Tomorrow has Come, Time to Embrace Digital Transformation | Weatherhead School at Case Western Reserve University

Tomorrow has Come, Time to Embrace Digital Transformation

Posted 4.21.2020

For a long time, digital transformation has been an agenda for tomorrow, and companies believed they did not have to change any time soon. Yet COVID-19 is forcing companies to embrace digital transformation to survive and prepare for the post-crisis new normal. While some of the Tech giants like Amazon are flourishing, other companies are struck by the disturbance caused by the pandemic and its profound implications for the global economy and businesses. Supply chains are disrupted; customer demands are dampened.

A record number of companies are failing to meet their performance expectations. In response, nimble companies are rapidly reorganizing by embracing digital transformation strategies now.   

Three key areas where digital transformation can help equip companies for the post-pandemic era:

Data orientation. One crucial outcome of social distancing and lockdown is companies are losing contact with their customers, and are unable to predict customer demand. Companies that are more data-oriented and use analytical tools, such as artificial intelligence and machine learning, will better understand their customers and able to constantly adjust their actions.

Supply chain. Digital transformation can help companies by improving the agility and reliability of their supply chains, which have been disrupted by the uncertainty of COVID-19. Companies need to properly leverage digital tools to re-configure their supply chains — from purchasing raw materials, to safely manufacturing products, and to efficiently fulfilling and delivering orders. A powerful example is the use of 3D printing techniques to make alternative spare parts that were inaccessible in the supply chain.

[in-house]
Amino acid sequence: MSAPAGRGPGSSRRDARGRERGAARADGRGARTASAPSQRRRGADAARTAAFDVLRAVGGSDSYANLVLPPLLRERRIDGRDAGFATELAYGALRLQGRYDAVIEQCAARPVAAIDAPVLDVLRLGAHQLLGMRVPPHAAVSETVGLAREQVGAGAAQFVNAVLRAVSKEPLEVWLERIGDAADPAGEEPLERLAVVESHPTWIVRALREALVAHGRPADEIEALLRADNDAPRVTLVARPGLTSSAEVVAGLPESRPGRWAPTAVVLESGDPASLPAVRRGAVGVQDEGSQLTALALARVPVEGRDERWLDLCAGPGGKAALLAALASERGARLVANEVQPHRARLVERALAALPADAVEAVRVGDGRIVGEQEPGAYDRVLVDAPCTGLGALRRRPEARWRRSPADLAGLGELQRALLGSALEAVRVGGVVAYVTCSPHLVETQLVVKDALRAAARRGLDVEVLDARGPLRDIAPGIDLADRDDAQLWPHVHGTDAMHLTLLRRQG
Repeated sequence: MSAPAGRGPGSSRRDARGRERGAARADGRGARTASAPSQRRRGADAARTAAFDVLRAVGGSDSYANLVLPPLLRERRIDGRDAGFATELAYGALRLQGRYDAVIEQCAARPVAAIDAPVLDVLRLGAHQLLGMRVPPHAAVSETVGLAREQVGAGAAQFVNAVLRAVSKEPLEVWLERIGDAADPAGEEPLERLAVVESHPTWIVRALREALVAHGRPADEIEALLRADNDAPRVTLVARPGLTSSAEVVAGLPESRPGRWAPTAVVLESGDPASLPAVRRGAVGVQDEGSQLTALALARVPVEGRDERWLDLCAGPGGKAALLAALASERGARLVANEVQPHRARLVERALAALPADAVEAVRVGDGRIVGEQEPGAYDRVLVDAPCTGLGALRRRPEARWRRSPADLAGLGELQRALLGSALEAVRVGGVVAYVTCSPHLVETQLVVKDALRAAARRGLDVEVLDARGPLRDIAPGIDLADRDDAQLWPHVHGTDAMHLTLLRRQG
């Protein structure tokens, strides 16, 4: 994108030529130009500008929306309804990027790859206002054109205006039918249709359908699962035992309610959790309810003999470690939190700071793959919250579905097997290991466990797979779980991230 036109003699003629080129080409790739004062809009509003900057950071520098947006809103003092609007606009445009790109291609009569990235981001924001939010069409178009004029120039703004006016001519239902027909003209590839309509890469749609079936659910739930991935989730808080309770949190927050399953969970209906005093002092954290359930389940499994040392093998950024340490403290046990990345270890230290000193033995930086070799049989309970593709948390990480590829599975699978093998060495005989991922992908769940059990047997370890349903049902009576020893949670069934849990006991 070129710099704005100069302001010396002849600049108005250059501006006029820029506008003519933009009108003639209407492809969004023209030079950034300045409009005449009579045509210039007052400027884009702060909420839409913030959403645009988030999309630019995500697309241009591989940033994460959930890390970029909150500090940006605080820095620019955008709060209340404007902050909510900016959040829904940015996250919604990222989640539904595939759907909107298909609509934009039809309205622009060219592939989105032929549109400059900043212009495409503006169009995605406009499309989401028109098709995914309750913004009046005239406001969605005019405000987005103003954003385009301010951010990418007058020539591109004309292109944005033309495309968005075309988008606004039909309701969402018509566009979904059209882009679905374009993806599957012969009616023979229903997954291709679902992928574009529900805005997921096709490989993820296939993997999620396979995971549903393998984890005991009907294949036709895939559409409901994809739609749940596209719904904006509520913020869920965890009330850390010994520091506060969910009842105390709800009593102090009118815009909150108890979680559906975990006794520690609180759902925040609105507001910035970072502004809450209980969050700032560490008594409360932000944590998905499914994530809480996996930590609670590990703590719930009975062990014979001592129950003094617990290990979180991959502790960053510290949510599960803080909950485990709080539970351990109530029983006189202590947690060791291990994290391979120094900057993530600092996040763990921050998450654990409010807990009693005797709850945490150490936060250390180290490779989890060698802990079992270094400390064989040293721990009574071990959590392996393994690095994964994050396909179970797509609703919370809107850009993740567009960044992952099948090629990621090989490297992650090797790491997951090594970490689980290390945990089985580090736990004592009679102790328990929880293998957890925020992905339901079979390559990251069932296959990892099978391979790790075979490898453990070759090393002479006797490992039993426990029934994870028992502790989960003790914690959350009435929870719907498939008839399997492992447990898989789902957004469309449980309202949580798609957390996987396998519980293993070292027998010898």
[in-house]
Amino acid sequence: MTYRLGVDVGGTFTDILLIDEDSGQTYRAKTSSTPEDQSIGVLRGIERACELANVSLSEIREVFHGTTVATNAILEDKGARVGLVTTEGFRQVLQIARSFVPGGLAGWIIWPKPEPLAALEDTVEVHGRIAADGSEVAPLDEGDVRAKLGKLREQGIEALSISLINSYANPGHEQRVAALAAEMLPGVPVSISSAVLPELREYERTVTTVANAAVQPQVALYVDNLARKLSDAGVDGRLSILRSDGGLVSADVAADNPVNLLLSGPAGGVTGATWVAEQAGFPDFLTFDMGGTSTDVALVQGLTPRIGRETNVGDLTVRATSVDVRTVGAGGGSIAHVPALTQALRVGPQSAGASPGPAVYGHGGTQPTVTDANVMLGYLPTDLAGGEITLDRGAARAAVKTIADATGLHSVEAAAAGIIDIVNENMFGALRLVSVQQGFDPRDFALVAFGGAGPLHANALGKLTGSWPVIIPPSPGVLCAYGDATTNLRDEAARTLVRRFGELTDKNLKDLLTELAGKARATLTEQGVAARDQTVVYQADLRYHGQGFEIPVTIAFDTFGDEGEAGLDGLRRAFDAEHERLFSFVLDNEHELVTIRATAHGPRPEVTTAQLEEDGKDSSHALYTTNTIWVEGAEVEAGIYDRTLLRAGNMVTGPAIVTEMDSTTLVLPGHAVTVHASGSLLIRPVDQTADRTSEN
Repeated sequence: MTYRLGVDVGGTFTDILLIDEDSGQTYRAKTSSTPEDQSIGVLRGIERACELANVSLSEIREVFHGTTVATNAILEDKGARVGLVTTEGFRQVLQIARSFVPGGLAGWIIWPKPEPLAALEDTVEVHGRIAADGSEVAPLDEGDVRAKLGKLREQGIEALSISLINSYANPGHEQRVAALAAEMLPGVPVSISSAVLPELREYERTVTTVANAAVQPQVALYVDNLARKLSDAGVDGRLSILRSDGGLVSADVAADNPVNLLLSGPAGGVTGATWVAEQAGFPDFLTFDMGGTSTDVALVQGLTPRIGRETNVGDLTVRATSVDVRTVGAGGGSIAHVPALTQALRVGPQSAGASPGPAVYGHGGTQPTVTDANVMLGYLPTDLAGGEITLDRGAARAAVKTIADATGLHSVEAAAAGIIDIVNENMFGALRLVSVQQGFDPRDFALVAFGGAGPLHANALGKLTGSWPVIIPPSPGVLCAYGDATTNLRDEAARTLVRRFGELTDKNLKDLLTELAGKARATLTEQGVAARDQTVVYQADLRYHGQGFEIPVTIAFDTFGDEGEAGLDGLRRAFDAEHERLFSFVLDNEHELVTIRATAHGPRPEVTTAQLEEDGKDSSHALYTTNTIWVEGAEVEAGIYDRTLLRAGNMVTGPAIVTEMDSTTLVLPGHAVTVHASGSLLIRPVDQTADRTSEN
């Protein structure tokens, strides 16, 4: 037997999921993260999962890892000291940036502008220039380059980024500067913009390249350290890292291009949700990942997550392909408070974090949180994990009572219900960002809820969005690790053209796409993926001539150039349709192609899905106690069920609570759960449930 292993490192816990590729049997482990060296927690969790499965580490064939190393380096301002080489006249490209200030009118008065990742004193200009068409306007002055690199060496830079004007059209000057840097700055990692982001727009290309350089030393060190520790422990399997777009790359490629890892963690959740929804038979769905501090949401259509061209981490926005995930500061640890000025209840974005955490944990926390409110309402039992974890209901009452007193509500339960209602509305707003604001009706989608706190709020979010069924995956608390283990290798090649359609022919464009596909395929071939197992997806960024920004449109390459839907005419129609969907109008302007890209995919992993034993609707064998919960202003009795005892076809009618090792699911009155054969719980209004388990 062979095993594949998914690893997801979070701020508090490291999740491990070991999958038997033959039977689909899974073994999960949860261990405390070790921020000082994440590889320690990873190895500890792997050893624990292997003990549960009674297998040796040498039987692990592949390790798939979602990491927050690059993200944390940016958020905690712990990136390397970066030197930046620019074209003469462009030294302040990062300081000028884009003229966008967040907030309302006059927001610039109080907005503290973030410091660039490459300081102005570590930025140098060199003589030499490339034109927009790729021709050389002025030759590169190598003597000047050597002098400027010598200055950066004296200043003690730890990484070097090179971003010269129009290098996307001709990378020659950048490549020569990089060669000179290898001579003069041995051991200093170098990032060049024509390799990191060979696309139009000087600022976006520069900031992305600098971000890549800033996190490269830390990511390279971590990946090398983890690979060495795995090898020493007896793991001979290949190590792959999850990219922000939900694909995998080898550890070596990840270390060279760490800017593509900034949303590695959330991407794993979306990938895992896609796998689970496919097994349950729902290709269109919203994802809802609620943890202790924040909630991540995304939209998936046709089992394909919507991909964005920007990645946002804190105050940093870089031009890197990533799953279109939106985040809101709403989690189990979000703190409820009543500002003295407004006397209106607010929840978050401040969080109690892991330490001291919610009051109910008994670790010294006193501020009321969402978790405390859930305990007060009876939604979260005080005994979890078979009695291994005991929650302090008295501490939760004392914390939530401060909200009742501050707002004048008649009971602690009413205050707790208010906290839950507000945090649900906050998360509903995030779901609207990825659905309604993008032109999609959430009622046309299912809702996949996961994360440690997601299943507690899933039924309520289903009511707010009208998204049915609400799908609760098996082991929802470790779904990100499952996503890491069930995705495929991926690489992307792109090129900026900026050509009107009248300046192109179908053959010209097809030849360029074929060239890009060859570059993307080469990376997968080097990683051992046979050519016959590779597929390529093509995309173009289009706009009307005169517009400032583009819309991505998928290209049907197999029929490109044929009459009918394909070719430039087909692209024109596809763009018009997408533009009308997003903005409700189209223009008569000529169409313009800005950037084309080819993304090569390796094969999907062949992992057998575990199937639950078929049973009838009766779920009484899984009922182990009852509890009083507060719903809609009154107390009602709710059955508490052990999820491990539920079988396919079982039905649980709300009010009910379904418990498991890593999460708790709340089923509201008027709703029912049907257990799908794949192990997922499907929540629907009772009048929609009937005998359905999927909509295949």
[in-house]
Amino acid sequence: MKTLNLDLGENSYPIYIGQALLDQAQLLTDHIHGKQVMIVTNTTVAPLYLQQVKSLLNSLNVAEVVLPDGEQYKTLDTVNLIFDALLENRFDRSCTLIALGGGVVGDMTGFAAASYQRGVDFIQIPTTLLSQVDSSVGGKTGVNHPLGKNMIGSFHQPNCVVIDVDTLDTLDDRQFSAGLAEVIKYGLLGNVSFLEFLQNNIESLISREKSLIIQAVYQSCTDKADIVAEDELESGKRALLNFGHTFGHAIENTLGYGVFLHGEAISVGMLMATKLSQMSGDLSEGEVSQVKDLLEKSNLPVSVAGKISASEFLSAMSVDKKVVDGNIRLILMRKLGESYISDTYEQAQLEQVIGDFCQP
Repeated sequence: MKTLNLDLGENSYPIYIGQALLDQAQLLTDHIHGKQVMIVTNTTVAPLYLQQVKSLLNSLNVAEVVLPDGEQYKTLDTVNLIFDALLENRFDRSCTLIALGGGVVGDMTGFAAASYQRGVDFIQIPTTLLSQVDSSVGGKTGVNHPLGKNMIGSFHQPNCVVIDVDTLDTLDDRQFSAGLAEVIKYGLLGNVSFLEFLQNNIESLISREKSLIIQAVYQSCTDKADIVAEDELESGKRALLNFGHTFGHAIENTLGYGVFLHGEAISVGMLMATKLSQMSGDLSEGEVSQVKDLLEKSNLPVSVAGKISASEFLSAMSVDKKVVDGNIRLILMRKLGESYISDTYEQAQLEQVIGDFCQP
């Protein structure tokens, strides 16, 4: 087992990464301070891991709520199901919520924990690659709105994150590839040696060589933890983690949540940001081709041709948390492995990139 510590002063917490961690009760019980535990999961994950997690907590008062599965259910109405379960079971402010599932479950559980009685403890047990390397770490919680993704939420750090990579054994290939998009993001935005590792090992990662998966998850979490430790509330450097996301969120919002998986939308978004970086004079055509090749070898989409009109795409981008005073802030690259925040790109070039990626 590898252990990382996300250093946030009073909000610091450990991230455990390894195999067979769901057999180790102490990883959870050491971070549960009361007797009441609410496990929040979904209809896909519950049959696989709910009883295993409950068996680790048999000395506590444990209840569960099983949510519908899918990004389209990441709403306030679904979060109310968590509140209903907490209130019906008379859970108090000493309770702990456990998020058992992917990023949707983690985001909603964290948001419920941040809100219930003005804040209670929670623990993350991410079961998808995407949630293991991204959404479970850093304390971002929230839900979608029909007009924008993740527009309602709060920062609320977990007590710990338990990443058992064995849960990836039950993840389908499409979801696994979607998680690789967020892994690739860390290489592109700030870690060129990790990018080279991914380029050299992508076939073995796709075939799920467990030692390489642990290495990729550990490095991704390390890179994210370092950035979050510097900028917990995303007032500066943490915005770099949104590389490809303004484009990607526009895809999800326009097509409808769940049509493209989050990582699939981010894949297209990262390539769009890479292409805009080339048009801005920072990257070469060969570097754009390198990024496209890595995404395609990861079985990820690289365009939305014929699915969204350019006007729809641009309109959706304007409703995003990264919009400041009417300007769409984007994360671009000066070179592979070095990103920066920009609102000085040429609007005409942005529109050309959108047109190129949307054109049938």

Digitization. Every aspect of a business can be digitalized. This is not the boldest idea, but an ongoing process that all companies should take into consideration. Digitization indicates an integration change of the organization and overturns the boundaries between physical and digital worlds.  Both internal communications and customer interactions must embrace the new normal of contact-less interactions. What used to be considered to be a normal mode of customer interactions might quickly become a thing of the past. The banking industry is a prime example. Since the outbreak of COVID-19, the demand for digital banking dramatically increased. Banks who delayed digital transformation face losing their customers, because customers will develop inertia. They will continue their relationship with the banks that deliver delightful digital experiences, even when the pandemic is overt. 

These forced changes that companies are now taking as an emergency measure to protect their employees and customers, however, can be used as a strategic learning opportunity for the future digital transformation. For example, companies that used to rely on physical touchpoints to offer their service in certain geographic markets might want to strategically deploy digital tools to enter the market that was prohibitively expensive. 

Two recent articles address the need for companies to embrace tech in the post-COVID-19 world:  The Economist’s The Changes Covid-19 is Forcing on to Business and The Manufacturer’s  What is the Future for Industry 4.0 in the post- Covid-19 paradigm? 

This is the right time, and for some the best or maybe the last chance, for companies to consider how to employ digital transformation. COVID-19 has pushed digital transformation onto today’s agenda. 


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